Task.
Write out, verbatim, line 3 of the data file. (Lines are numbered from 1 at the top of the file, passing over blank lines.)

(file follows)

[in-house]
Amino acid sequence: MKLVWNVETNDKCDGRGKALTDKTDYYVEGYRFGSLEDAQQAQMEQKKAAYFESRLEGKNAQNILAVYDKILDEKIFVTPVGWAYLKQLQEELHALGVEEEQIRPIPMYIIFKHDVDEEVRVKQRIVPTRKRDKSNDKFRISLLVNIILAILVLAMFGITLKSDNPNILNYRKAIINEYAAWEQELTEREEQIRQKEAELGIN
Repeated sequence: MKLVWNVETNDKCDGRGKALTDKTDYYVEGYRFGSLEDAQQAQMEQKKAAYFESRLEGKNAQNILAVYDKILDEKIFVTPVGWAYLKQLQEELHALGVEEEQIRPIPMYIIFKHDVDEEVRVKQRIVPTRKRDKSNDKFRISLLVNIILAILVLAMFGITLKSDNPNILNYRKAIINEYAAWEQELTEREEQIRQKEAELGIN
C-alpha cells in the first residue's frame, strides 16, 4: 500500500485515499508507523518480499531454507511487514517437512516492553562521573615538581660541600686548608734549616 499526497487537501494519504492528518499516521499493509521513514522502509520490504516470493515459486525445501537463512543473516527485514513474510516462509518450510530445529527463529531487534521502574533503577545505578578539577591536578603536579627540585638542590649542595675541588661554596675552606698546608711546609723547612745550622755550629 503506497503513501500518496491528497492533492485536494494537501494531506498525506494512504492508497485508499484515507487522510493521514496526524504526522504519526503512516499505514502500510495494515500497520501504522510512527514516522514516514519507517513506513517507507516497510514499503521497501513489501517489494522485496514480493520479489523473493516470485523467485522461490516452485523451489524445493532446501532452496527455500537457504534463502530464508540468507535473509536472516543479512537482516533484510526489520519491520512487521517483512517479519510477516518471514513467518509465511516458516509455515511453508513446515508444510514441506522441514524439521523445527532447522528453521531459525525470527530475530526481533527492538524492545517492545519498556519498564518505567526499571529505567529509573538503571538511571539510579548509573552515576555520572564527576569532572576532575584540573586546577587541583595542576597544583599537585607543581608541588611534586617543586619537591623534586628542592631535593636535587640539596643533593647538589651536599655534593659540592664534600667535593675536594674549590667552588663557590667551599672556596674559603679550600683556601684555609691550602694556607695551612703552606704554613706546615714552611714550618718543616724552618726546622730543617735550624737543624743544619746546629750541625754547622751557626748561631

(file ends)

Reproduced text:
Repeated sequence: MKLVWNVETNDKCDGRGKALTDKTDYYVEGYRFGSLEDAQQAQMEQKKAAYFESRLEGKNAQNILAVYDKILDEKIFVTPVGWAYLKQLQEELHALGVEEEQIRPIPMYIIFKHDVDEEVRVKQRIVPTRKRDKSNDKFRISLLVNIILAILVLAMFGITLKSDNPNILNYRKAIINEYAAWEQELTEREEQIRQKEAELGIN